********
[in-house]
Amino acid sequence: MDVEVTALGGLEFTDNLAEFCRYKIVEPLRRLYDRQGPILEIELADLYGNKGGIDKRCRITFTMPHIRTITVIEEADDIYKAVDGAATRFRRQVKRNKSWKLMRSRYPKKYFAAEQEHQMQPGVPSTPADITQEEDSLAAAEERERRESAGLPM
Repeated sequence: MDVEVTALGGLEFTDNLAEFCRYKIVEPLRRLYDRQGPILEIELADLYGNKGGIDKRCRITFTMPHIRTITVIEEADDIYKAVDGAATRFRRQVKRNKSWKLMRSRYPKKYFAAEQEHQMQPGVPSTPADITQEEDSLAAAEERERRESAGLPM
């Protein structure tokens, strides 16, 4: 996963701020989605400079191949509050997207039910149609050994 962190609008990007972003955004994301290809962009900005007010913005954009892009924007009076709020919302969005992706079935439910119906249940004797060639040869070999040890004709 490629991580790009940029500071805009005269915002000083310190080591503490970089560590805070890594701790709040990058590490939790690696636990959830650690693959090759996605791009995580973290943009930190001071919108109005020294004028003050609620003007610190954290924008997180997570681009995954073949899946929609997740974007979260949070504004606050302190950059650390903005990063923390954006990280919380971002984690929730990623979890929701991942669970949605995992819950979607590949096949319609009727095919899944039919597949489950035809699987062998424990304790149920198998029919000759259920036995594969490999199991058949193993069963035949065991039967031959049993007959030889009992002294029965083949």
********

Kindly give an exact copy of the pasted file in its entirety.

[in-house]
Amino acid sequence: MDVEVTALGGLEFTDNLAEFCRYKIVEPLRRLYDRQGPILEIELADLYGNKGGIDKRCRITFTMPHIRTITVIEEADDIYKAVDGAATRFRRQVKRNKSWKLMRSRYPKKYFAAEQEHQMQPGVPSTPADITQEEDSLAAAEERERRESAGLPM
Repeated sequence: MDVEVTALGGLEFTDNLAEFCRYKIVEPLRRLYDRQGPILEIELADLYGNKGGIDKRCRITFTMPHIRTITVIEEADDIYKAVDGAATRFRRQVKRNKSWKLMRSRYPKKYFAAEQEHQMQPGVPSTPADITQEEDSLAAAEERERRESAGLPM
């Protein structure tokens, strides 16, 4: 996963701020989605400079191949509050997207039910149609050994 962190609008990007972003955004994301290809962009900005007010913005954009892009924007009076709020919302969005992706079935439910119906249940004797060639040869070999040890004709 490629991580790009940029500071805009005269915002000083310190080591503490970089560590805070890594701790709040990058590490939790690696636990959830650690693959090759996605791009995580973290943009930190001071919108109005020294004028003050609620003007610190954290924008997180997570681009995954073949899946929609997740974007979260949070504004606050302190950059650390903005990063923390954006990280919380971002984690929730990623979890929701991942669970949605995992819950979607590949096949319609009727095919899944039919597949489950035809699987062998424990304790149920198998029919000759259920036995594969490999199991058949193993069963035949065991039967031959049993007959030889009992002294029965083949």